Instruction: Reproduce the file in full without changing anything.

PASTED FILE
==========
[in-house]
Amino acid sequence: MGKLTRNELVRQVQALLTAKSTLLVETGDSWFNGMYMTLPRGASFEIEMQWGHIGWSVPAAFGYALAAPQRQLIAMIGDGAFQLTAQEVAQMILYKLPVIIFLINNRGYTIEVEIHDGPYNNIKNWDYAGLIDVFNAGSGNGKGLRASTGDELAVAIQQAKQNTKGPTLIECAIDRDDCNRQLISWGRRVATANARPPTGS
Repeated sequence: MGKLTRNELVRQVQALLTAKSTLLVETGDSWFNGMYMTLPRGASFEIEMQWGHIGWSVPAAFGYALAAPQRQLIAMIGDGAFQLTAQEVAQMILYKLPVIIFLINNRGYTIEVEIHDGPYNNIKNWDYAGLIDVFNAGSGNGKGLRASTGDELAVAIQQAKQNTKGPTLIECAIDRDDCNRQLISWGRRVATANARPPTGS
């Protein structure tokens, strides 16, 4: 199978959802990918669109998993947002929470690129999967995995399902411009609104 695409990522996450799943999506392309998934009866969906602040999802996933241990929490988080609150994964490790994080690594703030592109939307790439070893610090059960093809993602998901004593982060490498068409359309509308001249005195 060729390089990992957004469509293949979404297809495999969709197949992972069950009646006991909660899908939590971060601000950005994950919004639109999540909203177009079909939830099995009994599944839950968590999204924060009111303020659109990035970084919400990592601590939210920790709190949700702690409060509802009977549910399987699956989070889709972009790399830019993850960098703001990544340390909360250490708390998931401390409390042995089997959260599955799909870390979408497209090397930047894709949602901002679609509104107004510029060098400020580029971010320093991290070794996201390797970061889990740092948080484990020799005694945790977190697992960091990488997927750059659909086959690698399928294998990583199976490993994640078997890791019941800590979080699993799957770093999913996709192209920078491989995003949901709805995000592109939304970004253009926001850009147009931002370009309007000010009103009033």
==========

[in-house]
Amino acid sequence: MGKLTRNELVRQVQALLTAKSTLLVETGDSWFNGMYMTLPRGASFEIEMQWGHIGWSVPAAFGYALAAPQRQLIAMIGDGAFQLTAQEVAQMILYKLPVIIFLINNRGYTIEVEIHDGPYNNIKNWDYAGLIDVFNAGSGNGKGLRASTGDELAVAIQQAKQNTKGPTLIECAIDRDDCNRQLISWGRRVATANARPPTGS
Repeated sequence: MGKLTRNELVRQVQALLTAKSTLLVETGDSWFNGMYMTLPRGASFEIEMQWGHIGWSVPAAFGYALAAPQRQLIAMIGDGAFQLTAQEVAQMILYKLPVIIFLINNRGYTIEVEIHDGPYNNIKNWDYAGLIDVFNAGSGNGKGLRASTGDELAVAIQQAKQNTKGPTLIECAIDRDDCNRQLISWGRRVATANARPPTGS
């Protein structure tokens, strides 16, 4: 199978959802990918669109998993947002929470690129999967995995399902411009609104 695409990522996450799943999506392309998934009866969906602040999802996933241990929490988080609150994964490790994080690594703030592109939307790439070893610090059960093809993602998901004593982060490498068409359309509308001249005195 060729390089990992957004469509293949979404297809495999969709197949992972069950009646006991909660899908939590971060601000950005994950919004639109999540909203177009079909939830099995009994599944839950968590999204924060009111303020659109990035970084919400990592601590939210920790709190949700702690409060509802009977549910399987699956989070889709972009790399830019993850960098703001990544340390909360250490708390998931401390409390042995089997959260599955799909870390979408497209090397930047894709949602901002679609509104107004510029060098400020580029971010320093991290070794996201390797970061889990740092948080484990020799005694945790977190697992960091990488997927750059659909086959690698399928294998990583199976490993994640078997890791019941800590979080699993799957770093999913996709192209920078491989995003949901709805995000592109939304970004253009926001850009147009931002370009309007000010009103009033």